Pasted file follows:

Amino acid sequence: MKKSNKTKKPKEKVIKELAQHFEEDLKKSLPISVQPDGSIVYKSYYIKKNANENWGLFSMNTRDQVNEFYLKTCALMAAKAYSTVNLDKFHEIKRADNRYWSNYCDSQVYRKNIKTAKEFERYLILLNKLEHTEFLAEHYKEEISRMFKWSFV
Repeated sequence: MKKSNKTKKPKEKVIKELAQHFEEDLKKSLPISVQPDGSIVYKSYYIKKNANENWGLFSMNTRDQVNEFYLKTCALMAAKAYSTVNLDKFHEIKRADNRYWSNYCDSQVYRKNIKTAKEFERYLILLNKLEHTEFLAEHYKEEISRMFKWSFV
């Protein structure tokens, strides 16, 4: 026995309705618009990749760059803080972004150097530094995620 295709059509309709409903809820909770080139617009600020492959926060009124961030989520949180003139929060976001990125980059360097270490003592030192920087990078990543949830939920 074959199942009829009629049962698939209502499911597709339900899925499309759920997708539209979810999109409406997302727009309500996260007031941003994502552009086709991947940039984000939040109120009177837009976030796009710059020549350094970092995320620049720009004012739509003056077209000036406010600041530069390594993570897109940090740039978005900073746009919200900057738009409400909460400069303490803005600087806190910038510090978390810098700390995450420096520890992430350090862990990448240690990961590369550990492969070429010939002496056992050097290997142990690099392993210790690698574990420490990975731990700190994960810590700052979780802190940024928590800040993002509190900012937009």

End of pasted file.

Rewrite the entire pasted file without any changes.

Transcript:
Amino acid sequence: MKKSNKTKKPKEKVIKELAQHFEEDLKKSLPISVQPDGSIVYKSYYIKKNANENWGLFSMNTRDQVNEFYLKTCALMAAKAYSTVNLDKFHEIKRADNRYWSNYCDSQVYRKNIKTAKEFERYLILLNKLEHTEFLAEHYKEEISRMFKWSFV
Repeated sequence: MKKSNKTKKPKEKVIKELAQHFEEDLKKSLPISVQPDGSIVYKSYYIKKNANENWGLFSMNTRDQVNEFYLKTCALMAAKAYSTVNLDKFHEIKRADNRYWSNYCDSQVYRKNIKTAKEFERYLILLNKLEHTEFLAEHYKEEISRMFKWSFV
């Protein structure tokens, strides 16, 4: 026995309705618009990749760059803080972004150097530094995620 295709059509309709409903809820909770080139617009600020492959926060009124961030989520949180003139929060976001990125980059360097270490003592030192920087990078990543949830939920 074959199942009829009629049962698939209502499911597709339900899925499309759920997708539209979810999109409406997302727009309500996260007031941003994502552009086709991947940039984000939040109120009177837009976030796009710059020549350094970092995320620049720009004012739509003056077209000036406010600041530069390594993570897109940090740039978005900073746009919200900057738009409400909460400069303490803005600087806190910038510090978390810098700390995450420096520890992430350090862990990448240690990961590369550990492969070429010939002496056992050097290997142990690099392993210790690698574990420490990975731990700190994960810590700052979780802190940024928590800040993002509190900012937009």